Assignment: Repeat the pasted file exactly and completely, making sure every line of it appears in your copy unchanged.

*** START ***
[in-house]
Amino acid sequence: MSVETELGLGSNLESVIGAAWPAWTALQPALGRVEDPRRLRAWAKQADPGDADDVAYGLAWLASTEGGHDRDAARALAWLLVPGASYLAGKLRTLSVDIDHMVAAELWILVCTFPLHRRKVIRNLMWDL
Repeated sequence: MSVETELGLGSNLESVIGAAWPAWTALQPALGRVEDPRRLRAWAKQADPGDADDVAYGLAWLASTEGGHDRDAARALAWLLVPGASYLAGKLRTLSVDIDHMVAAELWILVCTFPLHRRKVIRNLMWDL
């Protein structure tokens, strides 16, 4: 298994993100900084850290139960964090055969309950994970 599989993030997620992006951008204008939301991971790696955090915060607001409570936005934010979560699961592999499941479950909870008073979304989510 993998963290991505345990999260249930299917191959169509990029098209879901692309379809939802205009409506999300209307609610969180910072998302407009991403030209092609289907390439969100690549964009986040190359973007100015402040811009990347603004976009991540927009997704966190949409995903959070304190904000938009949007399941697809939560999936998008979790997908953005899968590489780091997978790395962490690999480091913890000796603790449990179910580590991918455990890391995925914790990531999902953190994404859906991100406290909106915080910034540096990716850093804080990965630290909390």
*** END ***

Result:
[in-house]
Amino acid sequence: MSVETELGLGSNLESVIGAAWPAWTALQPALGRVEDPRRLRAWAKQADPGDADDVAYGLAWLASTEGGHDRDAARALAWLLVPGASYLAGKLRTLSVDIDHMVAAELWILVCTFPLHRRKVIRNLMWDL
Repeated sequence: MSVETELGLGSNLESVIGAAWPAWTALQPALGRVEDPRRLRAWAKQADPGDADDVAYGLAWLASTEGGHDRDAARALAWLLVPGASYLAGKLRTLSVDIDHMVAAELWILVCTFPLHRRKVIRNLMWDL
């Protein structure tokens, strides 16, 4: 298994993100900084850290139960964090055969309950994970 599989993030997620992006951008204008939301991971790696955090915060607001409570936005934010979560699961592999499941479950909870008073979304989510 993998963290991505345990999260249930299917191959169509990029098209879901692309379809939802205009409506999300209307609610969180910072998302407009991403030209092609289907390439969100690549964009986040190359973007100015402040811009990347603004976009991540927009997704966190949409995903959070304190904000938009949007399941697809939560999936998008979790997908953005899968590489780091997978790395962490690999480091913890000796603790449990179910580590991918455990890391995925914790990531999902953190994404859906991100406290909106915080910034540096990716850093804080990965630290909390």